During Computex 2016 Leo Waldock visited Gigabyte's HQ in Taipei for a quick tour followed by an interview with Raymond Tseng, Senior Associate Vice President Innovation & Creative Value Centre Motherboard Business Unit, which is one of the longest job titles we have ever seen.
As you can see Gigabyte isn't keen on photos taken behind the scenes so there was no chance of seeing laptops and motherboards in development. Instead we were able to witness testing chambers that employ heat, humidity, shock and other nasty realities of life to ensure that finished products survive the journey from Gigabyte to the end user.
Once they have arrived they need to work correctly, emit the minimum of Radio Frequency noise and also operate nice and quietly. It was interesting to see that a fair amount of the test kit used by Gigabyte is bespoke and clearly constructed on site.
After the tour we sat down with Raymond for a conversation that covered the main topics of the day from the perspective of a motherboard manufacturer. Intel has launched Broadwell-E for LGA2011-3 and we wondered about the process of offering BIOS/UEFI support for as new family of CPUs. In addition Gigabyte has come up with an X99 refresh so what did that have to offer?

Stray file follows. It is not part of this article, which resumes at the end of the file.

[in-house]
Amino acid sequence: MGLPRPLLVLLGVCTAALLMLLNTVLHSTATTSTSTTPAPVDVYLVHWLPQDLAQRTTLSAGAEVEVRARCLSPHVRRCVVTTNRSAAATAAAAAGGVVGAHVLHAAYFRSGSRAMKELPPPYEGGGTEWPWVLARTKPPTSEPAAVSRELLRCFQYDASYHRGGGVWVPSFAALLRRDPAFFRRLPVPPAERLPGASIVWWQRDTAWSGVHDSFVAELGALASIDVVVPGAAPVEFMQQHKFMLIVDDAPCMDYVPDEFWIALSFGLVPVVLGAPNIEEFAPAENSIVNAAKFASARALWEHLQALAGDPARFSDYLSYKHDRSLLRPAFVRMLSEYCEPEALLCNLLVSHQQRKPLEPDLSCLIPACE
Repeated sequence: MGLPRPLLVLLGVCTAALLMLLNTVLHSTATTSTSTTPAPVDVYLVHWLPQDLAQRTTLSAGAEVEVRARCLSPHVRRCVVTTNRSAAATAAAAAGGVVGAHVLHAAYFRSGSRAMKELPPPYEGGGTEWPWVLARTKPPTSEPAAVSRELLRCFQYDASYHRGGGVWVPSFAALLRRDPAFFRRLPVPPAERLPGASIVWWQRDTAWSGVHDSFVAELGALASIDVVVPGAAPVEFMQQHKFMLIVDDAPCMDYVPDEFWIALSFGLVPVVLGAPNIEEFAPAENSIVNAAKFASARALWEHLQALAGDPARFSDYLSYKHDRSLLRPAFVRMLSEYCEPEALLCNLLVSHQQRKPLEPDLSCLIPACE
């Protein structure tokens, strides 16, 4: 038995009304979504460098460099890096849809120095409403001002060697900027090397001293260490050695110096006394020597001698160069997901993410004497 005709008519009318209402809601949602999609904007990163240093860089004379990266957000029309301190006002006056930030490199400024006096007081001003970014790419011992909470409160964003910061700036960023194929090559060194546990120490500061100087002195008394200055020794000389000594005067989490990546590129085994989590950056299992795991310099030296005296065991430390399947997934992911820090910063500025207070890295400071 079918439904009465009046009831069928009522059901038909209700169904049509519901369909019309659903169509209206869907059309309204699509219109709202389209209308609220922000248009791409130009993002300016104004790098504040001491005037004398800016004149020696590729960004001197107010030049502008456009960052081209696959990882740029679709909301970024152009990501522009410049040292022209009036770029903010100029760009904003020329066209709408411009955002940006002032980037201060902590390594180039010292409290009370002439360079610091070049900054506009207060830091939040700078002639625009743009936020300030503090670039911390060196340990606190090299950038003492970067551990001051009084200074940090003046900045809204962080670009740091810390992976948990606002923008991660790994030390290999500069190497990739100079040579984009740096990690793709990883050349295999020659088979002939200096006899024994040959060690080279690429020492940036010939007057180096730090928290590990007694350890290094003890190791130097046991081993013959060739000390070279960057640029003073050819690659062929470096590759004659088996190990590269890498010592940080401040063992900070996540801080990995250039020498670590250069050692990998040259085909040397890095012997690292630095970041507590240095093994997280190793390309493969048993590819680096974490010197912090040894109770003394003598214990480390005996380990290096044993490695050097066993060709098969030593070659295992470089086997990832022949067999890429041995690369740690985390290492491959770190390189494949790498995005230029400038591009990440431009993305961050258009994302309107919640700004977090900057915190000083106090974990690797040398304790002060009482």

On the storage front the rise of SSD in a number of forms causes some head scratching for motherboard manufacturers. Do you want to stick with SATA, move to M.2 or rely on a PCI Express riser card? M.2 is a superb form factor however there are obvious issues with cooling, as we discuss.
The impact on motherboard manufacturers is obvious and it is a similar story with USB type C and ThunderBolt.
Perhaps the single biggest event in recent months has been the launch of Nvidia and GTX 1080 which rewrites the rule book on the amount of gaming power you can achieve with a single graphics card. More to the point, GTX 1080 tolls the bell for three- and four-way SLI as you really only need one or possibly two graphics cards in even the highest end PC.
And finally the most important question of Computex 2016. RGB lighting is everywhere so do you love it, hate it or integrate it as fully as possible? Whatever you may think about RGB you simply cannot ignore it. Perhaps we should run a KitGuru survey on the subject.